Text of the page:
In 2015, Josh Chapman moved his family to Chincoteague Island on Virginia’s eastern shore with plans to open a brewery, though at the time he was brewing at Bluejacket in Navy Yard. In 2017, Josh and his family opened Black Narrows Brewing Company; that same year they sourced bloody butcher corn for use in their beer, a centuries-old variety of corn that in 2010 medaled at a Virginia Food and Beverage Expo. Now their beer, How Bout It, prominently featuring bloody butcher corn, is a finalist at the 2023 Good Food Awards.

Out of 32 breweries nominated for the awards, only Black Narrows is in the area. There are some popular breweries and highly regarded competition on the list, including beers from Lawson’s Finest Liquids in Vermont, Almanac Beer Co. in California, Fullsteam in North Carolina, Reuben’s Brews in Washington, and Firestone Walker in California. Some of these breweries have more than one beer as an award finalist. Two other Virginia craft beverage makers, whose products are also available in the DC metro region, are in the finals as well: Castle Hill Cider, and Winchester Ciderworks. But to our knowledge, Black Narrows’ How Bout It is the only beer to feature the bloody butcher corn variety. The red dent variety, at least 178 years old and likely much older, nearly went extinct earlier in this century, but is having a revival thanks to chefs, distillers, and brewers.

Bloody Butcher heirloom corn
Bloody butcher corn on the cob, pic via Brian Stocks on Flickr

Black Narrows works closely with local agricultural purveyors throughout Virginia. Partnering with farms, maltsters, and agricultural purveyors including Turtle Pace Farm, Murphy & Rude Malting Co., Seaside Hops, Perennial Roots Farm, Cutfresh Organics, Tom’s Cove, and Pungo Creek Mills, among others.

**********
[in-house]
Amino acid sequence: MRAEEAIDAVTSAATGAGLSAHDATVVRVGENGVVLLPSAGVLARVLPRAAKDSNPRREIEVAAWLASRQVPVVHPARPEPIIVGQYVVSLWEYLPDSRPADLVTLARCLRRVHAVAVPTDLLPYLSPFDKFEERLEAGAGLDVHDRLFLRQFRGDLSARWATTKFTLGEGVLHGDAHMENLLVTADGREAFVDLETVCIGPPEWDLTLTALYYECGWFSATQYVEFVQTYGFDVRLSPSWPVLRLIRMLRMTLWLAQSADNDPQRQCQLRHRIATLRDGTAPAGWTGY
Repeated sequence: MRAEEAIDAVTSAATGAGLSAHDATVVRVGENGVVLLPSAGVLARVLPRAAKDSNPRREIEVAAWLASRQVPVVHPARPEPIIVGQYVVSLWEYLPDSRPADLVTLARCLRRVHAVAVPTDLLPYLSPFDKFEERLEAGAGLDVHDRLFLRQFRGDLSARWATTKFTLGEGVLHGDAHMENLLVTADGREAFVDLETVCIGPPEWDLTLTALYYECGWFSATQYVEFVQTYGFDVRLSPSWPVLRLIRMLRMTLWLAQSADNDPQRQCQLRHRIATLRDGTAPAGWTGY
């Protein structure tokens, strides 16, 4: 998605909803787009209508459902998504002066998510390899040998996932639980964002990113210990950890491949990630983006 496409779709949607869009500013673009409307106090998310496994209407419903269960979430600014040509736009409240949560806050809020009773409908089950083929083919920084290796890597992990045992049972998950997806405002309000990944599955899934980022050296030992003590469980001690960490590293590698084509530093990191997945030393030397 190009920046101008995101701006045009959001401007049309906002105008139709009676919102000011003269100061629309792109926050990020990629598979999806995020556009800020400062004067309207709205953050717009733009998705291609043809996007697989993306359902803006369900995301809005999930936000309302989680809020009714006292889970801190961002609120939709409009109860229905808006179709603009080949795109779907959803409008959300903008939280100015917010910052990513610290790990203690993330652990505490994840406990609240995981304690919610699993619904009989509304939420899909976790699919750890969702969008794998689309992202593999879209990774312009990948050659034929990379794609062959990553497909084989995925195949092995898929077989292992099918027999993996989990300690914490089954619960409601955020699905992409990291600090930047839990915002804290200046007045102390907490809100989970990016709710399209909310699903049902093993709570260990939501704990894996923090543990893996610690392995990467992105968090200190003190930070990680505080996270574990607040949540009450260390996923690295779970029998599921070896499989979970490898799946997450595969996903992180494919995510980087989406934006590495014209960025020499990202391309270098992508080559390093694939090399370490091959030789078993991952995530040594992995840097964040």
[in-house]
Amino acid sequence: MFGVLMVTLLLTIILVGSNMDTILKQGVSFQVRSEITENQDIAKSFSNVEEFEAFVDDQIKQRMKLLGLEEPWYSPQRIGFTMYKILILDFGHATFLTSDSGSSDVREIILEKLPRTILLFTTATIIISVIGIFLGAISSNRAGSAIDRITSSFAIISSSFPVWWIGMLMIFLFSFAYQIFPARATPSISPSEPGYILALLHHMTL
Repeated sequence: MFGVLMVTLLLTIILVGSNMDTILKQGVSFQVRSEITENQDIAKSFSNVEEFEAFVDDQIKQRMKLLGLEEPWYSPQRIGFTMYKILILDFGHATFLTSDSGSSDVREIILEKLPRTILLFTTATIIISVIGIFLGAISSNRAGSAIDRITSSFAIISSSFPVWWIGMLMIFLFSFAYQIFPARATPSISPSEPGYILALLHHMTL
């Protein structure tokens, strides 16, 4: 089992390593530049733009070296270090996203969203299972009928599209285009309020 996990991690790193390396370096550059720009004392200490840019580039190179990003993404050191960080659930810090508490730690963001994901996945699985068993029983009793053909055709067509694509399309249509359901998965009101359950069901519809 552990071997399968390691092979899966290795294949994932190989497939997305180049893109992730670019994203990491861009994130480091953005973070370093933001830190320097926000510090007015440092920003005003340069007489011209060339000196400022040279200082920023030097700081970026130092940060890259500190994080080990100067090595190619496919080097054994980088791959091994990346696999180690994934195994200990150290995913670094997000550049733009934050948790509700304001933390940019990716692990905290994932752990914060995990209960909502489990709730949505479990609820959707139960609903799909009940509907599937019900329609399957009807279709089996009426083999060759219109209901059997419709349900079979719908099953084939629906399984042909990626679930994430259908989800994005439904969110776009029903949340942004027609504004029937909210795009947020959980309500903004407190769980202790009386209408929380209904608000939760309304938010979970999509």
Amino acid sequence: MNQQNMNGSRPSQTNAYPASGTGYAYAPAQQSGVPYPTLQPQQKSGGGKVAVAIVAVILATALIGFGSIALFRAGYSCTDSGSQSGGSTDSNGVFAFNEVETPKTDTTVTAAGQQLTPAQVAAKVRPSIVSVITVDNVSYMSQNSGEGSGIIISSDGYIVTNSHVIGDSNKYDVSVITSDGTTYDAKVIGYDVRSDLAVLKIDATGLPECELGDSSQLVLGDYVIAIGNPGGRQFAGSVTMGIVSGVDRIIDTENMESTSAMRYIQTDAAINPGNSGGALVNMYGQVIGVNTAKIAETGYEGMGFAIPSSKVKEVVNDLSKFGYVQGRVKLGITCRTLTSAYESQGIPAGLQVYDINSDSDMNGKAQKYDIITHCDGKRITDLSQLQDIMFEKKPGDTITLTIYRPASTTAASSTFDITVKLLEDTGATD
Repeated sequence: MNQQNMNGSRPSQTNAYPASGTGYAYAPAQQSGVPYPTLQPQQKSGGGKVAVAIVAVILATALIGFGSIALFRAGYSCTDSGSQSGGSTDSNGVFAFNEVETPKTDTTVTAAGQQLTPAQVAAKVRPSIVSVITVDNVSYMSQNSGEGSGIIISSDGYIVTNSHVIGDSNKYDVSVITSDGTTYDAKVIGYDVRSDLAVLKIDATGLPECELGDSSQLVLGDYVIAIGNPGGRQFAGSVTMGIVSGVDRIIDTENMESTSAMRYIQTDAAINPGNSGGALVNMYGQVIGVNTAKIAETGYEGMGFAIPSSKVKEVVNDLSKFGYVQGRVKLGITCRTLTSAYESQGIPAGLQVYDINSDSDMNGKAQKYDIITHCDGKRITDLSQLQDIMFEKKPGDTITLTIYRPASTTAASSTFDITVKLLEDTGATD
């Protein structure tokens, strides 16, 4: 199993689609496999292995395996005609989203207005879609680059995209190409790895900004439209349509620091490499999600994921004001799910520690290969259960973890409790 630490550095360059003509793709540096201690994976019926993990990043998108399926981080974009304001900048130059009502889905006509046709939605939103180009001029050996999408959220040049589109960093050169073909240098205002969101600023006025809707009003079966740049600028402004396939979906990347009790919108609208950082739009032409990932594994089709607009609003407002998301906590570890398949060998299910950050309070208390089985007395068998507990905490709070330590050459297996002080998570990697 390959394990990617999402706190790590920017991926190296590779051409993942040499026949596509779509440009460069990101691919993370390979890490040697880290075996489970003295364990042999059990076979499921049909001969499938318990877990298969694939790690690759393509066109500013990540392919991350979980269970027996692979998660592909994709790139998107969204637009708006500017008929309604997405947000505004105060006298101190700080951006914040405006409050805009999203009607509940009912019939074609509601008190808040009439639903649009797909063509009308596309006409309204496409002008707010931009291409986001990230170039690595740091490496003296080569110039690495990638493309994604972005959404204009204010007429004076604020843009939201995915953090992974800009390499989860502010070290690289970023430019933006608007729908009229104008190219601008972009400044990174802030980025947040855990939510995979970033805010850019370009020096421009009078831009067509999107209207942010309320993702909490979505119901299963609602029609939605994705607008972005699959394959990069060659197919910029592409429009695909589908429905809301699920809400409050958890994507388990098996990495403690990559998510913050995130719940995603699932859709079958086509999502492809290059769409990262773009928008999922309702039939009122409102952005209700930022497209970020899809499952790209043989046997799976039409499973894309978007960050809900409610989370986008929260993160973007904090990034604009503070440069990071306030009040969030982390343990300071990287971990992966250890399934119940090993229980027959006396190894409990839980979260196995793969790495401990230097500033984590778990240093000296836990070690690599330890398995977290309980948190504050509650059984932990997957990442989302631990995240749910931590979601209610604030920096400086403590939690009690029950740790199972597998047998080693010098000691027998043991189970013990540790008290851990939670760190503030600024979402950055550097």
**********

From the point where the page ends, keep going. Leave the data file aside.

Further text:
As if life wasn’t full of enough challenges, Chapman plans to take the Bloody Butcher corn growing on, as it will be the last year the Pungo Creek Mills grows the storied corn. The future, and the past, literally relies on the hands of Josh Chapman. With corn grown by Pungo Creek owners Bill & Bob Savage, the bloody butcher corn variety won a medal in 2010’s Virginia Food & Beverage Expo where their cornbread mix won the Best New Food Product – Diamond Award. Not long after Virginia distilleries began sourcing the Pungo Farms corn and in 2017, Black Narrows began forecasting annual poundage of corn for their beers, akin to how many brewers predict and procure hop contracts. The brewer has become the farmer; Chapman has begun his own corn growing operation.


Over the course of the next few months, Chapman will dedicate a significant amount of time to growing, harvesting, and eventually selling corn. He’s already got the land and equipment dedicated for this undertaking, the only other variables are mother nature and father time. In the meantime, we wish Black Narrows continued success on their beer, How Bout It, becoming a finalist at the 2023 Good Food Awards.

If all goes to plan, Black Narrows plans to have another shipment of beer in DC next week. In the meantime, The Red Hen has How Bout It on draft, but call ahead if you plan to go specifically for the lager brewed with centuries-old bloody butcher corn.